External Affairs Minister S. Jaishankar has plunged into a round of diplomacy to help resolve the Sudan crisis and protect Indians there, meeting UN Secretary-General Antonio Guterres and consulting several foreign ministers as international efforts ramped up on the eve of Ramadan.
“We, of course, have obviously a very strong interest in the matter because there are so many Indians there,” he said on Thursday after his meeting with Guterres.
Jaishankar, who was on his way to a series of visits to Guyana, Panama, Columbia and the Dominican Republic, made an unscheduled stopover in New York to meet Guterres because “you could immediately see that this (Sudan situation) was very serious and a lot of (our) people were trapped by the situation”.
“The UN is at the heart of the efforts to establish a ceasefire. And that is really the key because at the moment, unless there is a ceasefire and unless there are corridors, it is not safe for people to come out,” he told reporters.
Before meeting Jaishankar, Guterres appealed to the religious sentiments of the warring sides for an Eid al-Fitr ceasefire for three days to pave the way for a permanent ceasefire.
Although two previous ceasefire efforts had failed, this time “there is a strong reason – all parties to the conflict are Muslim. We are living in a very important moment in the Muslim calendar. I think this is the right moment for a ceasefire to hold”, he told reporters.
Fighting broke out on April 14 between the military controlled by General Abdel Fattah Burhan, who is also the country’s head, and the rival paramilitary Rapid Support Forces (RSF) led by General Mohammed Hamdan Dagalo.
After a coup in 2021, they had been in a power-sharing arrangement that collapsed over differences on integrating the two forces.
There are about 4,000 Indian citizens in Sudan, and according to the Indian embassy in Khartoum of them, about 1,500 are longtime residents.
An Indian ex-serviceman. Albert Augustine, who was working in Sudan, was killed by a stray bullet.
Jaishankar assured Indians trapped in Sudan that the government was making all-out efforts to get them to safety.
“Our team in Delhi is in continuous touch with Indian citizens in Sudan, advising them saying, you know, ‘It’s very difficult for everybody, but keep calm, don’t take unnecessary risk’,” he said.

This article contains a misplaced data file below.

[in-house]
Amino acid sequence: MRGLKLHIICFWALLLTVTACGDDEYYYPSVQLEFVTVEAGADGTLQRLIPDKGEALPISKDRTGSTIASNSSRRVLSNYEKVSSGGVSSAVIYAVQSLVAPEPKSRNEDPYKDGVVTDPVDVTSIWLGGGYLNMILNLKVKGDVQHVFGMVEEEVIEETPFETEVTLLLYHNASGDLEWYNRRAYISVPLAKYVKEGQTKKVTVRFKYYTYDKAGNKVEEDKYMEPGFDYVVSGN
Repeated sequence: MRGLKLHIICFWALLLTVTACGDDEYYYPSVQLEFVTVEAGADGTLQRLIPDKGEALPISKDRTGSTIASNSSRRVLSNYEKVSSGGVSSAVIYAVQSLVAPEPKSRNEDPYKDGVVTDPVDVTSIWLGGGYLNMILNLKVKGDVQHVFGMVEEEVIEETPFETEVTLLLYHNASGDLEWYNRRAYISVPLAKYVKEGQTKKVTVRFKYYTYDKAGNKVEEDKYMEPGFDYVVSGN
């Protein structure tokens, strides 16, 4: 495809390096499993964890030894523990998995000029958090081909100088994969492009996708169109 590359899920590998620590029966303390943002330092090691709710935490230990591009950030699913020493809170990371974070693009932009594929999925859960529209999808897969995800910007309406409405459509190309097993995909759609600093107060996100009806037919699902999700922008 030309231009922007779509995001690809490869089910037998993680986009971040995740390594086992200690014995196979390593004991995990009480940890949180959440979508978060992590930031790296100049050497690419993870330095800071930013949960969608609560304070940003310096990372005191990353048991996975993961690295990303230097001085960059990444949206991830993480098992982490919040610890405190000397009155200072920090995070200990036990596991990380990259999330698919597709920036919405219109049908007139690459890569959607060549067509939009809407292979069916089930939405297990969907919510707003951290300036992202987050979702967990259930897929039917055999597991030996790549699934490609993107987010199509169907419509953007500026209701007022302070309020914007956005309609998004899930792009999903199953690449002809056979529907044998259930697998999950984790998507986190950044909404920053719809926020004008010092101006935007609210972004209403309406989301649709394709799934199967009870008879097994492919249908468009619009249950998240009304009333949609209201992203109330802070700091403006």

“I hope that the efforts, including that led by S-G (Guterres), will lead to something very soon, but we will have to wait and see”, he added.
Jaishankar said that he had spoken about the Sudan situation with foreign ministers Faisal bin Farhan Al-Saud of Saudi Arabia, Abdullah bin Zayed Al Nahyan of the United Arab Emirates and Sameh Shoukr of Egypt, and British Foreign Secretary James Cleverly, as well as US diplomats.
He said that the focus of the diplomatic efforts first is to get a “workable, on-the-ground observed ceasefire”.
The next step would be to create corridors for movement and assembly points for Indian citizens to be evacuated, he said.
Guterres called the situation “completely outrageous” and said that the “fighting in urban areas is particularly dangerous for civilians, including children, who have repeatedly been forced to shelter in schools and evacuate from hospitals under fire”.
He said that humanitarian operations have become impossible because of attacks on and looting of properties of relief organisations.
He warned, “Targeting humanitarian workers and assets must end. I remind all parties of their obligations under international law, including ensuring the safety and security of humanitarian aid workers”.
Guterres’s Deputy Spokesperson Farzan Haq said that more than 330 people have been killed in the fighting and 3,200 people have been injured according to World Health Organisation.
He added that according to the UN Children’s Fund (UNICEF), at least nine children have reportedly been killed and more than 50 children injured.
The RSF is a paramilitary organisation that is made up primarily of a militia known as Janjaweed that fought on behalf of the Sudan government against rebels in the Darfur region.
Burhan and Dagalo collaborated in ousting the reviled dictator Omar al-Bashir, who is now a fugitive from a warrant issued by the International Criminal Court for atrocities in the Darfur region in 2019 and carried out a coup against Prime Minister Abdalla Hamdok in 2021.
The current civil war is a setback to moves to restore democracy that received a boost when the two signed a framework agreement in December with civil groups to transition to civilian rule.
Battered by decades of military coups and civil wars, Sudan’s economy and society have been extremely fragile requiring international assistance to stave off starvation and the latest conflict has made the situation worse.
Under-Secretary-General Martin Griffiths said that 15.8 million people were in dire need of humanitarian assistance.